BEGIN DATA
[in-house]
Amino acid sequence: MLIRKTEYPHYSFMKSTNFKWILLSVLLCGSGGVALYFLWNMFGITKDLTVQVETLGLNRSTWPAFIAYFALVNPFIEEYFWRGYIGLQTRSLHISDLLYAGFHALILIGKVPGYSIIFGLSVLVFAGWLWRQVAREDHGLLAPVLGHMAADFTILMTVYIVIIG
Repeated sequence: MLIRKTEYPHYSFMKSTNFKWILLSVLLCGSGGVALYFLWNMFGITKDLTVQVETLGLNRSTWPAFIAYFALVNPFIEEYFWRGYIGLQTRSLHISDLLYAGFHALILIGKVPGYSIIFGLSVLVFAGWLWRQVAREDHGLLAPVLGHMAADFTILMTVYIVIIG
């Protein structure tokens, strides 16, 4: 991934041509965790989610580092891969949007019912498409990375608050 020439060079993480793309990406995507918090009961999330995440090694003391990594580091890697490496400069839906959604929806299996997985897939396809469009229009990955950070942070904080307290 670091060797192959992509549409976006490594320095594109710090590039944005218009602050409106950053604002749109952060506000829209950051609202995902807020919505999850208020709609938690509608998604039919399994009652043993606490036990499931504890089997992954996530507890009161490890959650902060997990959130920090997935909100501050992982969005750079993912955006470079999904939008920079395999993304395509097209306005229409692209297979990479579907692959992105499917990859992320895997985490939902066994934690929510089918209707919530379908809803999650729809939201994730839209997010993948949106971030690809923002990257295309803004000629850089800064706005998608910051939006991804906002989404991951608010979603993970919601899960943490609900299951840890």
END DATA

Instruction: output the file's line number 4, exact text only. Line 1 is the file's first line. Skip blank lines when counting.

């Protein structure tokens, strides 16, 4: 991934041509965790989610580092891969949007019912498409990375608050 020439060079993480793309990406995507918090009961999330995440090694003391990594580091890697490496400069839906959604929806299996997985897939396809469009229009990955950070942070904080307290 670091060797192959992509549409976006490594320095594109710090590039944005218009602050409106950053604002749109952060506000829209950051609202995902807020919505999850208020709609938690509608998604039919399994009652043993606490036990499931504890089997992954996530507890009161490890959650902060997990959130920090997935909100501050992982969005750079993912955006470079999904939008920079395999993304395509097209306005229409692209297979990479579907692959992105499917990859992320895997985490939902066994934690929510089918209707919530379908809803999650729809939201994730839209997010993948949106971030690809923002990257295309803004000629850089800064706005998608910051939006991804906002989404991951608010979603993970919601899960943490609900299951840890």